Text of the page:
President Barack Obama and his team have leveraged the political power of social media since the Illinois senator announced his intention to run for the top job in the White House in 2007. According to techpresident.com, in 2008 Obama's online efforts included 13 million emails, 4 million digital donors, and 2 million members on My.BarackObama.com, a social network that inspired grassroots campaigning on a scale never seen before in the United States. And the momentum has carried through his term: During last night's Democratic National Convention, Obama's nomination-acceptance speech set a new record of 52,000 tweets a minute.
Rahaf Harfoush was one of the strategists on Obama's team during the 2008 campaign. As she explained to me in an email, "All initiatives were designed to get people off of their computer chairs and into the streets knocking on doors and raising money." Harfoush, author of Yes We Did: An Inside Look At How Social Media Built the Obama Brand, describes how social media was used in conjunction with traditional media to rally voters.
"Their strategic objective of converting online organizing into offline action showed their implicit understanding that the gap between online and offline would need to be bridged and translated into value-added actions in the real world," says Harfoush.
Whatever your political views, it's hard to dispute Obama's continued success in the social media sphere. While other high-profile politicians are present across the top networking sites, the President and his team always seem to be one step ahead. As we watch anxiously for Obama's next digital move, there are many lessons to be learned about how to use social media to build your brand, whether you're a company or an individual.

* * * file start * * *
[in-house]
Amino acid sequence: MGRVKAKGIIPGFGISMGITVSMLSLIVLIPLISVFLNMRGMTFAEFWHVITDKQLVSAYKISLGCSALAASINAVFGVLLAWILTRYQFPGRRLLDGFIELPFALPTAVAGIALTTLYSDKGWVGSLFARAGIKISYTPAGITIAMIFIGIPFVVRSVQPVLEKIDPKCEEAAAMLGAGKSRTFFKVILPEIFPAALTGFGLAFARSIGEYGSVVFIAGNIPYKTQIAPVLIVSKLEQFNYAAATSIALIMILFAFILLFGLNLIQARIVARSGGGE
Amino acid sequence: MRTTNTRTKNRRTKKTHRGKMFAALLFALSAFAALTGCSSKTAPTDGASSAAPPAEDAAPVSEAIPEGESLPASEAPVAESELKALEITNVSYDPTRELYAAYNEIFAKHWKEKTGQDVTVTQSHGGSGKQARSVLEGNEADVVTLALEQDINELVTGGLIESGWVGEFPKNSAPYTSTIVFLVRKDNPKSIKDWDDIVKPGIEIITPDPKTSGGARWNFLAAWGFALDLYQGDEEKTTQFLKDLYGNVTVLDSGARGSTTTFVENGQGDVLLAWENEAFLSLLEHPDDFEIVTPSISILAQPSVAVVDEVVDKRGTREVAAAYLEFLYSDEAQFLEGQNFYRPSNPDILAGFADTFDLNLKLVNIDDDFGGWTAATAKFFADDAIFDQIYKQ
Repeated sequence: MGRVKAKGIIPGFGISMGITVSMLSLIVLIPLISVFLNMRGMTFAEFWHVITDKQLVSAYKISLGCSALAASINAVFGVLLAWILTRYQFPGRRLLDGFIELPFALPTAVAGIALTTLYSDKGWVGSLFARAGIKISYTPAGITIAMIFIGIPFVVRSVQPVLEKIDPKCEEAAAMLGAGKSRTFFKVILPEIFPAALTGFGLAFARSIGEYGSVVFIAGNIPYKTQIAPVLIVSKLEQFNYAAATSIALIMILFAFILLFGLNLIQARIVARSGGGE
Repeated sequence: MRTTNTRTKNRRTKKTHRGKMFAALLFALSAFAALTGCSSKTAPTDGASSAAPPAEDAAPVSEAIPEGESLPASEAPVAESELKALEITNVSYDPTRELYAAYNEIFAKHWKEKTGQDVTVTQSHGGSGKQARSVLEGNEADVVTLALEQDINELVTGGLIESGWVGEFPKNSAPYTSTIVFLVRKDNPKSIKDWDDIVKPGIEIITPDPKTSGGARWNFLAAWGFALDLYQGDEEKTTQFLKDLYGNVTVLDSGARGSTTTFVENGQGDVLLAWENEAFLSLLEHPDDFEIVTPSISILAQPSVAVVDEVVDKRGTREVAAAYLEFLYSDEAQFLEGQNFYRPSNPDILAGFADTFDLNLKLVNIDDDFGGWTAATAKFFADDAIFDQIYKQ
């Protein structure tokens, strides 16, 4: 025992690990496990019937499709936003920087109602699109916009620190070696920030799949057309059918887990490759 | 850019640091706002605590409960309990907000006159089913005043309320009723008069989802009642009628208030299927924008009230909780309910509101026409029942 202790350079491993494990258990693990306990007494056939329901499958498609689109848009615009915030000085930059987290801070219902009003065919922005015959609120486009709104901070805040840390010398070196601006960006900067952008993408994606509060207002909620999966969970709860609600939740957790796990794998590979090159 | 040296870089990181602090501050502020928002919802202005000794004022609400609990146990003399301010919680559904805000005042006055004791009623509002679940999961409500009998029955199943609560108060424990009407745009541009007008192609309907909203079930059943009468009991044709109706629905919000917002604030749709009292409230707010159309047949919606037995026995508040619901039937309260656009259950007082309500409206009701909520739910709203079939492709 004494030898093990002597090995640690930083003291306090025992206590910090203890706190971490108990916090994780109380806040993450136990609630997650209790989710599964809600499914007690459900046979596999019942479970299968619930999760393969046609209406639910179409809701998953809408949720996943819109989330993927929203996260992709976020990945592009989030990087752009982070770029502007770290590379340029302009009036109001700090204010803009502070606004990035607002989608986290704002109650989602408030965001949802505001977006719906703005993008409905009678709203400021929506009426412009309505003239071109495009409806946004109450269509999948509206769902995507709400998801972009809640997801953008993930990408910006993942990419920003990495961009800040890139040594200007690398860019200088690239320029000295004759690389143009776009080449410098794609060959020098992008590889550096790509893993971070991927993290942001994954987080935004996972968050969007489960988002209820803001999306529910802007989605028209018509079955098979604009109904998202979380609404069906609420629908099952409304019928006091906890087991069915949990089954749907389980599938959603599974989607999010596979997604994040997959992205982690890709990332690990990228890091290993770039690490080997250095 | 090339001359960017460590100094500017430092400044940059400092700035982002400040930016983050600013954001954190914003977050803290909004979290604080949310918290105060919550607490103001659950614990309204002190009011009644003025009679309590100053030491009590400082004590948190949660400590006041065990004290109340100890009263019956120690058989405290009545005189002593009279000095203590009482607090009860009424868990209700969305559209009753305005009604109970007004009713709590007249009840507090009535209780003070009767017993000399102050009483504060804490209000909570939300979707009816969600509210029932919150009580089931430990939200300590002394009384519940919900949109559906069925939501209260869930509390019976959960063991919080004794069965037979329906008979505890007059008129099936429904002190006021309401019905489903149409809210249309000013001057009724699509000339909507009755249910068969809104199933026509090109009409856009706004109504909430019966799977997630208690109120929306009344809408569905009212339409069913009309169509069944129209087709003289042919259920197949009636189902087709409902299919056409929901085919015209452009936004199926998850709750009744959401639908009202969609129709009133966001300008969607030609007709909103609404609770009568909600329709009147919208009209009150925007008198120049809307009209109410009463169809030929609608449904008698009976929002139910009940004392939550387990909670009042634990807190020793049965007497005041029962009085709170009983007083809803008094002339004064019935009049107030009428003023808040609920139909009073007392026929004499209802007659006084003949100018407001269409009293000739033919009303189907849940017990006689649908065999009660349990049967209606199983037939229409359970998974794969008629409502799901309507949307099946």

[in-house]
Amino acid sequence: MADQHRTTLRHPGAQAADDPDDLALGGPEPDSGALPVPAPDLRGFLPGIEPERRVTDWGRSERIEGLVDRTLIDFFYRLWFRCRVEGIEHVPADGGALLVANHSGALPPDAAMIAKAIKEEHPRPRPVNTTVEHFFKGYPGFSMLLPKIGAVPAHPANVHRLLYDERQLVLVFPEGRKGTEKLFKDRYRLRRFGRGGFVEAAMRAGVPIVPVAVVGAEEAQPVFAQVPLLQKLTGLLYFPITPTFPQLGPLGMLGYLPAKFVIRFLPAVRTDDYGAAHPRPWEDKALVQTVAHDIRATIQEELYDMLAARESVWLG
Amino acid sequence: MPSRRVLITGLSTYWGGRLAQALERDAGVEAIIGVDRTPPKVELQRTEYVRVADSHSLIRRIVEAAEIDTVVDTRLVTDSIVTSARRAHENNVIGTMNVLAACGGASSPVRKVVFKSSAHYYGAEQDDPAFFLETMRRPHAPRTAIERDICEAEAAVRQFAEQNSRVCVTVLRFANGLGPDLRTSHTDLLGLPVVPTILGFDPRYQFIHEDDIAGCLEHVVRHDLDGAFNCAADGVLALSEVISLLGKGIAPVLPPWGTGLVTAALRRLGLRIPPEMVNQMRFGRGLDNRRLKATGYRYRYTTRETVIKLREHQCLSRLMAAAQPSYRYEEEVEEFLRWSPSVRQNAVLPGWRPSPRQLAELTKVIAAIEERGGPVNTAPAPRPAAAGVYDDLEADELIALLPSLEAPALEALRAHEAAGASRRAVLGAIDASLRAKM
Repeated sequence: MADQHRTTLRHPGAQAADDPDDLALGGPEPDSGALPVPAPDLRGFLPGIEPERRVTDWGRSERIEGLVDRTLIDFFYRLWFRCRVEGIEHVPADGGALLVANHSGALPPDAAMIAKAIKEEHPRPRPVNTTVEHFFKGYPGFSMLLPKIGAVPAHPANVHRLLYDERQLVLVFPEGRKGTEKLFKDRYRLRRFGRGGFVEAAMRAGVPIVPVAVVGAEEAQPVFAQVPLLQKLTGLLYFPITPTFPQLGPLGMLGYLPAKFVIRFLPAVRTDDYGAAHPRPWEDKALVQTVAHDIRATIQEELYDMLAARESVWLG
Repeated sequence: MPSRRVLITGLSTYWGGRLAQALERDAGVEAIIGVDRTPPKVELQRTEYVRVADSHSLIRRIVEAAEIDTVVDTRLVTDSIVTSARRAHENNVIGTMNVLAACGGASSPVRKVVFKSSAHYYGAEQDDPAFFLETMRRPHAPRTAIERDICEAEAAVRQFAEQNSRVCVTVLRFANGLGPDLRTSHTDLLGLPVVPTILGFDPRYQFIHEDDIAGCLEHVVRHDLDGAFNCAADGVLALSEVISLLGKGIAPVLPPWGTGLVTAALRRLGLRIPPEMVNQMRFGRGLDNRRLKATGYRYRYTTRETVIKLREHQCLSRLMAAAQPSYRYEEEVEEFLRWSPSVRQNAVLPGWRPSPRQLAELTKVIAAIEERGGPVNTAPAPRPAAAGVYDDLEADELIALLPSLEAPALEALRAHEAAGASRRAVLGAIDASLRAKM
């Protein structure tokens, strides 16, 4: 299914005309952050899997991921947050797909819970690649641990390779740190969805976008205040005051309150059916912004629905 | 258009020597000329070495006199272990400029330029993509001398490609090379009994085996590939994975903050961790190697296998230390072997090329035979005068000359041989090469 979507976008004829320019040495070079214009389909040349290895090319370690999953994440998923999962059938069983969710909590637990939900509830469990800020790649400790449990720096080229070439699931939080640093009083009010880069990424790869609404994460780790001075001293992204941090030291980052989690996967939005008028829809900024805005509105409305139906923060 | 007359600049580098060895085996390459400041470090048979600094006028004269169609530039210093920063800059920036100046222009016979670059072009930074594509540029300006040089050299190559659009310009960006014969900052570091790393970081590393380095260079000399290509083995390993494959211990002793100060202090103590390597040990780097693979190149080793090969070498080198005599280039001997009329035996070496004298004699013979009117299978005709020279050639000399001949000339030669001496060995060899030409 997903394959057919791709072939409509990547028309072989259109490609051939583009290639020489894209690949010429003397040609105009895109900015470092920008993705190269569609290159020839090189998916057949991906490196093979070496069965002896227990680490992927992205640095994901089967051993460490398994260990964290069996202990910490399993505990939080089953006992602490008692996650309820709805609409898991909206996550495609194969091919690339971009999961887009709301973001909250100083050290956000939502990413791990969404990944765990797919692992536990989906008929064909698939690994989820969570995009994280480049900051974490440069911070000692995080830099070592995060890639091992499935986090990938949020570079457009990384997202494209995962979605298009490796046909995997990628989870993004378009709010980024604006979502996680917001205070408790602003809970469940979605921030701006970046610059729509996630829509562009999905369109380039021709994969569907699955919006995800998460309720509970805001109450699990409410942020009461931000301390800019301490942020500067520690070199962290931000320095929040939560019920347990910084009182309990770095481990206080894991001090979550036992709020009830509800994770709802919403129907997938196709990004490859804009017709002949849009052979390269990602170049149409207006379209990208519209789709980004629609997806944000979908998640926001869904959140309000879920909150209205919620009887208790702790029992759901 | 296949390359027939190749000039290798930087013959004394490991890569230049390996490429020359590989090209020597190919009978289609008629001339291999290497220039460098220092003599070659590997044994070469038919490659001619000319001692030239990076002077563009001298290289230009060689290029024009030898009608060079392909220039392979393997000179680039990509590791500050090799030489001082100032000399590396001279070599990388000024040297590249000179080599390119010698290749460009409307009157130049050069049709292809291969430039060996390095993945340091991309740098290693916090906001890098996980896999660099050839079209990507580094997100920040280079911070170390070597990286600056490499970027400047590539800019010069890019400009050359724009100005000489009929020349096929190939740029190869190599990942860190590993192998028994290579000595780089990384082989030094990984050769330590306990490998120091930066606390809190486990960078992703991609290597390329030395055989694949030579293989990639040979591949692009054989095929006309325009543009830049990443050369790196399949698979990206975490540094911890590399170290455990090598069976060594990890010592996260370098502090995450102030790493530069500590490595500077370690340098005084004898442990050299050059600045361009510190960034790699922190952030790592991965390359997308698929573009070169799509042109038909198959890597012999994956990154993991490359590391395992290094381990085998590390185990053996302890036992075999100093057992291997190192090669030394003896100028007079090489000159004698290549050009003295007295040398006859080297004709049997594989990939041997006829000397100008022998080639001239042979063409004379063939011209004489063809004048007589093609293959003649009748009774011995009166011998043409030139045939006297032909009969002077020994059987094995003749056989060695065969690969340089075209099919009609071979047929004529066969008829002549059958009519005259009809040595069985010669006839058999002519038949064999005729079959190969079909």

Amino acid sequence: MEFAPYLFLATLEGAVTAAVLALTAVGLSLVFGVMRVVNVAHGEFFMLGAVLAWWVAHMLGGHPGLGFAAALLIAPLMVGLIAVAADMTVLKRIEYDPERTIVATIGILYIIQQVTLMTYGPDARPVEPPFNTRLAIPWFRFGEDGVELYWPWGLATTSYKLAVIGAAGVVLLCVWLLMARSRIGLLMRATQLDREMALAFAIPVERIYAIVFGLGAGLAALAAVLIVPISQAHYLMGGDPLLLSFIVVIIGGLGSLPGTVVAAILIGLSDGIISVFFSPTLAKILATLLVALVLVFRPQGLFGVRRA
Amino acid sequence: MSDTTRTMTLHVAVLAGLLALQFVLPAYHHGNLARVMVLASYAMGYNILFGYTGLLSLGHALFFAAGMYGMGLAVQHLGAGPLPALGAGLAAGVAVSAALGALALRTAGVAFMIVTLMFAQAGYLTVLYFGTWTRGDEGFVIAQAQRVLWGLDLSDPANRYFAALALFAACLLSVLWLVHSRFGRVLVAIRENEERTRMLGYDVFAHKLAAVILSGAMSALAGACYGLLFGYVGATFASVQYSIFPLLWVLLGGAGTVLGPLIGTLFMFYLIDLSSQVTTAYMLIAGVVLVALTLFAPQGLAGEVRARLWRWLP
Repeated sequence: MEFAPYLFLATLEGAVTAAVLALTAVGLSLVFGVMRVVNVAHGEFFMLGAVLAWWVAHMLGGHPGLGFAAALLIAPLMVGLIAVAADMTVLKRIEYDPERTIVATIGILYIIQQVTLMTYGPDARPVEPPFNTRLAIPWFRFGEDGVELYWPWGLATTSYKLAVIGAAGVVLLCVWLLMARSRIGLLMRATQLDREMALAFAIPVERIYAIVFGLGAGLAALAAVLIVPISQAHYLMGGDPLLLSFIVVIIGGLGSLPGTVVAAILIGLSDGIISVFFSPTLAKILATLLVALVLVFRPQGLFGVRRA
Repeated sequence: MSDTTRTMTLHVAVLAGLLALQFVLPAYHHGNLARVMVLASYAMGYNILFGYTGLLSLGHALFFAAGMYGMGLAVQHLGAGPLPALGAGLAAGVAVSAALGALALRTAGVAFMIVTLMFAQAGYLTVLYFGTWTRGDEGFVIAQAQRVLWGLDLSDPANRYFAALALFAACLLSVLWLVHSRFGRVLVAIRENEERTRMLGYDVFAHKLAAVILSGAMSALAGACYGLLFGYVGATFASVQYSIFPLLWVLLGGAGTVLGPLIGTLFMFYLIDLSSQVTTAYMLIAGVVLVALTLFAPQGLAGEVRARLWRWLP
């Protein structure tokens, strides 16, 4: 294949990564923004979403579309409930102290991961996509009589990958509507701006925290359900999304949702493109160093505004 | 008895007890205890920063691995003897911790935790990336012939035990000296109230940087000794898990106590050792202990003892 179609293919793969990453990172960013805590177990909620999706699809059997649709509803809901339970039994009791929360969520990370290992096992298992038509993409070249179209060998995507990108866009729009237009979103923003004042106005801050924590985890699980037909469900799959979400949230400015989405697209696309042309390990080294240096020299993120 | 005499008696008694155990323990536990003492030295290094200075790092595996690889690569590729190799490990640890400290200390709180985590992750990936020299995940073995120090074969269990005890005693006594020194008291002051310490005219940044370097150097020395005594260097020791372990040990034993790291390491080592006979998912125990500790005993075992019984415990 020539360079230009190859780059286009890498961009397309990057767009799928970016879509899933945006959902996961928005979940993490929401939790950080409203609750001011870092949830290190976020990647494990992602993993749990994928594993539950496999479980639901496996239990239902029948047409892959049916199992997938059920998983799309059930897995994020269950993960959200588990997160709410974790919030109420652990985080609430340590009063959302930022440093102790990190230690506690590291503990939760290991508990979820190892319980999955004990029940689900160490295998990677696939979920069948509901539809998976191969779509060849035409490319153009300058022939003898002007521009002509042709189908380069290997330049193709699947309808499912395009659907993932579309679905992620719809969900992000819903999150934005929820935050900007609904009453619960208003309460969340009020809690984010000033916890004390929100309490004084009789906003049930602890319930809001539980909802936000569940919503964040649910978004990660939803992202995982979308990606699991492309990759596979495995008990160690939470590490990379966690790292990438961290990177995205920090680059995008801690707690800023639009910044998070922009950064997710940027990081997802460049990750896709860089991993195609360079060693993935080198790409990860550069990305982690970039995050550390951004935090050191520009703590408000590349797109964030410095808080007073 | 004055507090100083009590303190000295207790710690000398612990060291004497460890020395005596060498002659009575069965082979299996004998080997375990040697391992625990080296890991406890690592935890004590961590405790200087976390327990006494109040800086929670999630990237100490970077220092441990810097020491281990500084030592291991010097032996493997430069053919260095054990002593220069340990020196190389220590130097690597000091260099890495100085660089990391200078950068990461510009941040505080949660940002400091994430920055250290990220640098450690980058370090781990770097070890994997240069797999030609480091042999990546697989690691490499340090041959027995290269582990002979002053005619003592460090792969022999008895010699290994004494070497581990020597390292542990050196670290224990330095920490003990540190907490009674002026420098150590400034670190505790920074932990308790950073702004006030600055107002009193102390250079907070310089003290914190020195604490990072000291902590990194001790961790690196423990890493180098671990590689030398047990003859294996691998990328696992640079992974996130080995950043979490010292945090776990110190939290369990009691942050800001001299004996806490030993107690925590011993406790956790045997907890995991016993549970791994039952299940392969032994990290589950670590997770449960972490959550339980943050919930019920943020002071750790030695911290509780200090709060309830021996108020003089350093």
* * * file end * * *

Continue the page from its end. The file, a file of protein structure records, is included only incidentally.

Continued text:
1. There is no "i" in (the social media) team.
While it might take a village to raise a child, it takes a social media army to raise your digital profile. Obama's technology team is just one part of the equation. The First Lady's speech Tuesday night led to 28,000 tweets per minute, twice as many Twitter messages as Romney's speech[/url] racked up last week at the RNC.
Michelle Obama is active on Twitter with almost 1.5 million followers, a great digital partner for the president, who is nearing 20 million followers on Twitter (demonstrating that his digital army is well intact). These communities weren't built overnight. Instead, they've been well-nurtured over the past few years, so Obama truly has a groundswell of support leading up to this year's election.
2. Reach out to influencers, including early adopters.
While presidential candidate Mitt Romney has been adding new initiatives to his digital strategy, such as buying a trending topic on Twitter, the Obama campaign has organically become a trending topic online thanks to bold new moves such as engaging in a Reddit AMA (Ask Me Anything). The live chat, which took place at the end of August, led to record-breaking traffic on the popular news site. Not only did the President's Q&A on Reddit crash the company's site, there were more than 100,000 page views on Reddit during the active AMA.
In other words, while it's tempting to stick to the same ol' social media sites, it's a good idea now and again to break free of that routine and try your luck with new audiences and new platforms.